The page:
This past Saturday was a perfect 74 degrees, sunny and full of beautiful homes. It was again time to judge the Kansas City Home and Garden magazine’s 2010 Home of the Year awards.
It is such an honor to be selected to judge the work of some of Kansas City’s greatest architects, builders, designers. I know from my gold in 2008 the work that goes into each submission. The homeowner’s get just as excited. It is a day to see who was able to do the most with what they had to work with, and how far the bar will be raised, again. See 2009′s winners.
Each year, we are sent in teams to a variety of homes all over the city in different categories. The entries are submitted by the homeowners, architects, builders and designers and must be brand-spanking new.
About to go out and judge: Brooke Pearl, Asst. Editor, myself and Andrea Darr, Editor-In-Chief.
I take the job very seriously and even dream at night about the homes when I am trying to decide. This year, the 7 properties I judged ranged from a smaller home to almost 4 times that home’s asking price…so you can see the difficulty! It is like comparing apples to bananas to oranges. How do I choose? Very carefully and thoughtfully…
I am a stickler! My criteria?
• I look for unusual and unexpected design solutions that work beautifully
• Note smooth layouts
• Search for special details (especially those that work for the land or homeowner specifically)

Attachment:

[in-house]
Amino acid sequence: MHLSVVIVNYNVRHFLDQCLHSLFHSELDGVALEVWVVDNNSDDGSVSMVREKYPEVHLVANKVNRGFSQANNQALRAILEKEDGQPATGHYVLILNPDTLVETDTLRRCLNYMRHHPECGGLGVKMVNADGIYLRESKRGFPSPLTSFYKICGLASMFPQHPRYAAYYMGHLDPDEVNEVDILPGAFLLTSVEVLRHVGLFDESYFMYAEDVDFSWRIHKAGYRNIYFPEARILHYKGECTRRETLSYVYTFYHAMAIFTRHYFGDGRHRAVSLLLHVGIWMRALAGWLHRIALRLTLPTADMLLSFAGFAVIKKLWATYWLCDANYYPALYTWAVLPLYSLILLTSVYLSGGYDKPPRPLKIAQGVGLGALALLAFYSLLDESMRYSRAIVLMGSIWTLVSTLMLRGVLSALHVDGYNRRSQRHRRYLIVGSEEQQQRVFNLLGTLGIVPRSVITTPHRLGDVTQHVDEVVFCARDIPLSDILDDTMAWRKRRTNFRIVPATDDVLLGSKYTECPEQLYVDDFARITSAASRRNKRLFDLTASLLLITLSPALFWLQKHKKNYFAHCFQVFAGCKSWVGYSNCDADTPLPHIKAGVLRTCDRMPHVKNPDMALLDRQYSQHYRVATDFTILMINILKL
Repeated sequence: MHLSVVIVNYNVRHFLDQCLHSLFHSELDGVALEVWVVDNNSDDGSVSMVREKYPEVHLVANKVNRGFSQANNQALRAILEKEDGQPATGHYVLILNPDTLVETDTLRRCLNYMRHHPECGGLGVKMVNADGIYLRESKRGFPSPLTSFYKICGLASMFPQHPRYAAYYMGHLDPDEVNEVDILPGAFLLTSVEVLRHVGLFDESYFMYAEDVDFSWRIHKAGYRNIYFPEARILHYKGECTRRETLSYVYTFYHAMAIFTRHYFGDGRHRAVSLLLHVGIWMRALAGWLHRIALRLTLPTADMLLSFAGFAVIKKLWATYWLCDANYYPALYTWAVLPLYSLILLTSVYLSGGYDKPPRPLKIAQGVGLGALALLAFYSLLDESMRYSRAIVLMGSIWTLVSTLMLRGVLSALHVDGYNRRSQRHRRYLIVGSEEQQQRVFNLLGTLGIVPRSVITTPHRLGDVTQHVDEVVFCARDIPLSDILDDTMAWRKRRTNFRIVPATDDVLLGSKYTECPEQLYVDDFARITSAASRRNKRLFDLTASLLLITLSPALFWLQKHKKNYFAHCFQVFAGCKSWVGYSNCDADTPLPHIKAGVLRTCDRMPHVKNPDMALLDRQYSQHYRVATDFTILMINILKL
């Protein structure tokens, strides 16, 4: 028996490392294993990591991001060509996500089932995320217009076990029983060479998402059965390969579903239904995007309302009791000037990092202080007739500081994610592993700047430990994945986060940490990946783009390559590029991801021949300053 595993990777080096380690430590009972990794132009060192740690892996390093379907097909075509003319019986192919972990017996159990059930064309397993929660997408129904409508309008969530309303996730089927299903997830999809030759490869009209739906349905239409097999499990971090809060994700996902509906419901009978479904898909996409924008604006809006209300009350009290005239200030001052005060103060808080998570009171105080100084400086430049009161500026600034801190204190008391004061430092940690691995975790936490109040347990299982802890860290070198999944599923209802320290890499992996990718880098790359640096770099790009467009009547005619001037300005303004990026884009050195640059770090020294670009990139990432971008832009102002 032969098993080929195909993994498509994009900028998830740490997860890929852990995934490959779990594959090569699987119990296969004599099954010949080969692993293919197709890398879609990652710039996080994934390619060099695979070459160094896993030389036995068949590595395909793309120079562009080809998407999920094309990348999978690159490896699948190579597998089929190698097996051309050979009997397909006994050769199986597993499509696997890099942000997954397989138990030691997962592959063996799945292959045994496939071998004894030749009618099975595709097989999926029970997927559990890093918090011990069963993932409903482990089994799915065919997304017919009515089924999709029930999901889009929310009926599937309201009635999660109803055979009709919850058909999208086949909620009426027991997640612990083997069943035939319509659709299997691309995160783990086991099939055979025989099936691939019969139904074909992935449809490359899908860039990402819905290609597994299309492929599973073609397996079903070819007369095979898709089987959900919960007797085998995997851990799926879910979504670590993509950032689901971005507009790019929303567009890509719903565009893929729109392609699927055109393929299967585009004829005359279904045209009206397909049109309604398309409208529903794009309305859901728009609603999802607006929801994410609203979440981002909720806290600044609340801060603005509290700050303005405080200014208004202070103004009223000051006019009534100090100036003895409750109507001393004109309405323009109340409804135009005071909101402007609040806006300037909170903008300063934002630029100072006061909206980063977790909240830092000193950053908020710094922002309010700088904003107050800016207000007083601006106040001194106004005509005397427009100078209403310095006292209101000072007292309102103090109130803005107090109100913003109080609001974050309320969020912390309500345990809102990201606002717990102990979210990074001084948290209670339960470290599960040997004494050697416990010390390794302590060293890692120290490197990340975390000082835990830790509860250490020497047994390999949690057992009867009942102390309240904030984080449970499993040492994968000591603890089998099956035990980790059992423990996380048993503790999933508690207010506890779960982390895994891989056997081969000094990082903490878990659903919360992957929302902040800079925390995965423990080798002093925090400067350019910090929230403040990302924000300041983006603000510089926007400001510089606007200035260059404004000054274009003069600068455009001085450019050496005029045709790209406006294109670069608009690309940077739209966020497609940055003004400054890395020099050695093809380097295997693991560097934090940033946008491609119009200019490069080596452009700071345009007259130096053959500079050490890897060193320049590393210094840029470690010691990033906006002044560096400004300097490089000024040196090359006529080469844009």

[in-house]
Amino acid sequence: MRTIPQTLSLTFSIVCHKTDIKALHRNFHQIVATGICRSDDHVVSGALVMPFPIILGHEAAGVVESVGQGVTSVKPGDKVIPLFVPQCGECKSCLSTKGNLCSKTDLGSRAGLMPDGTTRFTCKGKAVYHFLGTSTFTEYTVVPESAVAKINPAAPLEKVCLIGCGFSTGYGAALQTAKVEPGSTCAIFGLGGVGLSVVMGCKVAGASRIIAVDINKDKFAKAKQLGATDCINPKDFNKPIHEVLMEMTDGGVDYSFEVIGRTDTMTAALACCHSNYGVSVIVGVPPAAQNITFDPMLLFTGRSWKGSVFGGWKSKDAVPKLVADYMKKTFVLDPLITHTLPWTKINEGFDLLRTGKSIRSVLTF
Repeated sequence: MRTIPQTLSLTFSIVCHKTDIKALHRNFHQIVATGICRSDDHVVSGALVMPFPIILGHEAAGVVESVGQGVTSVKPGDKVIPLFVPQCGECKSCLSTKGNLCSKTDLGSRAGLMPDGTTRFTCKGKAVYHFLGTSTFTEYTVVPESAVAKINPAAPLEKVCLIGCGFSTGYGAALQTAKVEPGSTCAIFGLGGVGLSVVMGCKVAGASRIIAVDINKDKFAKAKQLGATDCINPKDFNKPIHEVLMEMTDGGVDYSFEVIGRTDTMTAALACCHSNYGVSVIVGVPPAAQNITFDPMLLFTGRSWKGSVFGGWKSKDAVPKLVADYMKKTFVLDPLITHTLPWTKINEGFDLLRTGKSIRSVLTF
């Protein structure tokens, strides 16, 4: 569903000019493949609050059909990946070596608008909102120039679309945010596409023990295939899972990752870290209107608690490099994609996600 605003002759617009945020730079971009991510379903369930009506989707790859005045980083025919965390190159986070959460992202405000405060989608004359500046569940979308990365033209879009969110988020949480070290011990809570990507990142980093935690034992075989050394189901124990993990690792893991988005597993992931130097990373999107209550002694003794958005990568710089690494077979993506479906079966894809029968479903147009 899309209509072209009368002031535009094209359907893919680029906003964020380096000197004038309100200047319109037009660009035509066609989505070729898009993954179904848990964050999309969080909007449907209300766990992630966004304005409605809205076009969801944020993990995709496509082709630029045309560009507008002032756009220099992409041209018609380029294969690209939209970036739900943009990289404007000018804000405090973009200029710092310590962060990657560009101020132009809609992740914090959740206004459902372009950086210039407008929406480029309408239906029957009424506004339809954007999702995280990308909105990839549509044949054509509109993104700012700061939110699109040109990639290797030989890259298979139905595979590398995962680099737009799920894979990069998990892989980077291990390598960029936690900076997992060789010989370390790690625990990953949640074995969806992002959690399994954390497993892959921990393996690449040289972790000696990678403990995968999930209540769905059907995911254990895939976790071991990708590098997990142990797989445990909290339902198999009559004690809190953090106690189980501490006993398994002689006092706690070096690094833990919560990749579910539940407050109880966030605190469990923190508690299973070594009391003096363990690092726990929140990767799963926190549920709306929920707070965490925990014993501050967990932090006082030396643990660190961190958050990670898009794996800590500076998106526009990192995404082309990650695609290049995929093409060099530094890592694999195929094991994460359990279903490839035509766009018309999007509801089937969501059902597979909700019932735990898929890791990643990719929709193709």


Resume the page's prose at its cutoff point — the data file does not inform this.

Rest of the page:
• Examine quality of materials and craftsmanship
• Reward green design
• Want thinking outside of the box (instead of a “me too” design) that ultimately adds value to the property and/or the lives of those that will live there
• Notice location
• Judge the overall feel and look of the space. Not only must the home’s design work, it must be outstanding.
I ask myself:
• Did the architect waste space or leave any small, funny areas the homeowners won’t know what to do with?
• Were the niches, built-ins and/or lighting intended to be centered but didn’t quite make it?
• Is the interior cabinet hardware going to last or did the builder cut a corner where no one would look?
• What about window placement? Vent placement?
• Does the entry have a “WOW” feel?
• Does the exterior complement the land and interior?
• How would someone live in the space and make it their own?
• Were the designers innovative while respecting the style of the structure?
• Were their solutions unique, without going into Oddville?
• Is the selling price appropriate?
The categories are perfectly arranged (I don’t know how Andrea Darr and Brooke Pearl organize this every year) so the judges can make sharp choices as we drive to each structure, critiquing and taking detailed notes as we go.
What does the competition do for you? It encourage the designers and builders in KC to constantly question their work, push themselves, explore and stay current with trends, materials and procedures. It matters.
Watch for the KCH&G issue in the spring so you can judge for yourself. By then, it may just be a perfect 74 degrees again…can’t wait!
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Photos: Jill Tran Interior Design and Co.